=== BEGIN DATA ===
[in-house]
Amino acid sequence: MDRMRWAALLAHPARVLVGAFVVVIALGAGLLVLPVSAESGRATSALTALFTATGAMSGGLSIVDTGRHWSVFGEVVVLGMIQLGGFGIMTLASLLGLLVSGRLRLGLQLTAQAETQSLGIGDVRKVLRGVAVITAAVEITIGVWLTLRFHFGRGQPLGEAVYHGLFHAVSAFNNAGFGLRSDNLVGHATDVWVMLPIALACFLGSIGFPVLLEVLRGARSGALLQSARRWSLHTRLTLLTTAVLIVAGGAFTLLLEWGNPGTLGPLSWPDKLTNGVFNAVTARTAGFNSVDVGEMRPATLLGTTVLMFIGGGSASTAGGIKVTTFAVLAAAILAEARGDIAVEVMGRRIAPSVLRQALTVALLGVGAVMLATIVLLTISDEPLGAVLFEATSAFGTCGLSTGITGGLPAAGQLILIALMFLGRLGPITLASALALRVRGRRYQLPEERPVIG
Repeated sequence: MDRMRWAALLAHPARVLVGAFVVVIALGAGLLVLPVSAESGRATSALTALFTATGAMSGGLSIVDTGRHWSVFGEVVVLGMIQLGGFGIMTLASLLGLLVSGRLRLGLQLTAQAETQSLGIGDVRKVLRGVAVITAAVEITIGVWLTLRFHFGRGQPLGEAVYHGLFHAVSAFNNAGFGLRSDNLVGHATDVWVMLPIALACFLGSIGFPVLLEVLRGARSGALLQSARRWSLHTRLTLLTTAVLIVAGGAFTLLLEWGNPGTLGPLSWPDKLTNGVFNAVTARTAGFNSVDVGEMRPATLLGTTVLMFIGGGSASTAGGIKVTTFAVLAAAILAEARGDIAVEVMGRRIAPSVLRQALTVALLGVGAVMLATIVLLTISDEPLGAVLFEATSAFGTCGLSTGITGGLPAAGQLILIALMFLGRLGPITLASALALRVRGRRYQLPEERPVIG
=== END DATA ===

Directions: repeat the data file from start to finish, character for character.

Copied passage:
[in-house]
Amino acid sequence: MDRMRWAALLAHPARVLVGAFVVVIALGAGLLVLPVSAESGRATSALTALFTATGAMSGGLSIVDTGRHWSVFGEVVVLGMIQLGGFGIMTLASLLGLLVSGRLRLGLQLTAQAETQSLGIGDVRKVLRGVAVITAAVEITIGVWLTLRFHFGRGQPLGEAVYHGLFHAVSAFNNAGFGLRSDNLVGHATDVWVMLPIALACFLGSIGFPVLLEVLRGARSGALLQSARRWSLHTRLTLLTTAVLIVAGGAFTLLLEWGNPGTLGPLSWPDKLTNGVFNAVTARTAGFNSVDVGEMRPATLLGTTVLMFIGGGSASTAGGIKVTTFAVLAAAILAEARGDIAVEVMGRRIAPSVLRQALTVALLGVGAVMLATIVLLTISDEPLGAVLFEATSAFGTCGLSTGITGGLPAAGQLILIALMFLGRLGPITLASALALRVRGRRYQLPEERPVIG
Repeated sequence: MDRMRWAALLAHPARVLVGAFVVVIALGAGLLVLPVSAESGRATSALTALFTATGAMSGGLSIVDTGRHWSVFGEVVVLGMIQLGGFGIMTLASLLGLLVSGRLRLGLQLTAQAETQSLGIGDVRKVLRGVAVITAAVEITIGVWLTLRFHFGRGQPLGEAVYHGLFHAVSAFNNAGFGLRSDNLVGHATDVWVMLPIALACFLGSIGFPVLLEVLRGARSGALLQSARRWSLHTRLTLLTTAVLIVAGGAFTLLLEWGNPGTLGPLSWPDKLTNGVFNAVTARTAGFNSVDVGEMRPATLLGTTVLMFIGGGSASTAGGIKVTTFAVLAAAILAEARGDIAVEVMGRRIAPSVLRQALTVALLGVGAVMLATIVLLTISDEPLGAVLFEATSAFGTCGLSTGITGGLPAAGQLILIALMFLGRLGPITLASALALRVRGRRYQLPEERPVIG